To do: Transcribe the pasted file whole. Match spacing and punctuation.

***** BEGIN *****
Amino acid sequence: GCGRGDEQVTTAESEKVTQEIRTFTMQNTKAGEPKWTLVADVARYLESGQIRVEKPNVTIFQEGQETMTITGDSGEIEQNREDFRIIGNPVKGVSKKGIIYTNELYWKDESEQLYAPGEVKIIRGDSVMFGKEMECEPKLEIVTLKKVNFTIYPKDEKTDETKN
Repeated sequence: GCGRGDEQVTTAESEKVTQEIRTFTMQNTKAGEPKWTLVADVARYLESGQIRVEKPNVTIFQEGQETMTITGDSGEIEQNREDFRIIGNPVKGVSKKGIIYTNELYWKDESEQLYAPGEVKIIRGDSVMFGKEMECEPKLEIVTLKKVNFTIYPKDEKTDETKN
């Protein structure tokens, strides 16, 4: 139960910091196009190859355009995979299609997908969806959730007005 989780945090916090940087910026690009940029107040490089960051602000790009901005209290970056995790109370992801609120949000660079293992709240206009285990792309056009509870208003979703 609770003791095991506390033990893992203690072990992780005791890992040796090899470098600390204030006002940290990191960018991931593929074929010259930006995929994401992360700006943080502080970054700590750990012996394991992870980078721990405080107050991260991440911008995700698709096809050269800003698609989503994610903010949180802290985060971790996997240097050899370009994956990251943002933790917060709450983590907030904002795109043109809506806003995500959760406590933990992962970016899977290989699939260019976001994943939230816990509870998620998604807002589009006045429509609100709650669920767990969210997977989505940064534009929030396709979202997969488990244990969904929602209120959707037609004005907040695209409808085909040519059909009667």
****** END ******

Amino acid sequence: GCGRGDEQVTTAESEKVTQEIRTFTMQNTKAGEPKWTLVADVARYLESGQIRVEKPNVTIFQEGQETMTITGDSGEIEQNREDFRIIGNPVKGVSKKGIIYTNELYWKDESEQLYAPGEVKIIRGDSVMFGKEMECEPKLEIVTLKKVNFTIYPKDEKTDETKN
Repeated sequence: GCGRGDEQVTTAESEKVTQEIRTFTMQNTKAGEPKWTLVADVARYLESGQIRVEKPNVTIFQEGQETMTITGDSGEIEQNREDFRIIGNPVKGVSKKGIIYTNELYWKDESEQLYAPGEVKIIRGDSVMFGKEMECEPKLEIVTLKKVNFTIYPKDEKTDETKN
């Protein structure tokens, strides 16, 4: 139960910091196009190859355009995979299609997908969806959730007005 989780945090916090940087910026690009940029107040490089960051602000790009901005209290970056995790109370992801609120949000660079293992709240206009285990792309056009509870208003979703 609770003791095991506390033990893992203690072990992780005791890992040796090899470098600390204030006002940290990191960018991931593929074929010259930006995929994401992360700006943080502080970054700590750990012996394991992870980078721990405080107050991260991440911008995700698709096809050269800003698609989503994610903010949180802290985060971790996997240097050899370009994956990251943002933790917060709450983590907030904002795109043109809506806003995500959760406590933990992962970016899977290989699939260019976001994943939230816990509870998620998604807002589009006045429509609100709650669920767990969210997977989505940064534009929030396709979202997969488990244990969904929602209120959707037609004005907040695209409808085909040519059909009667």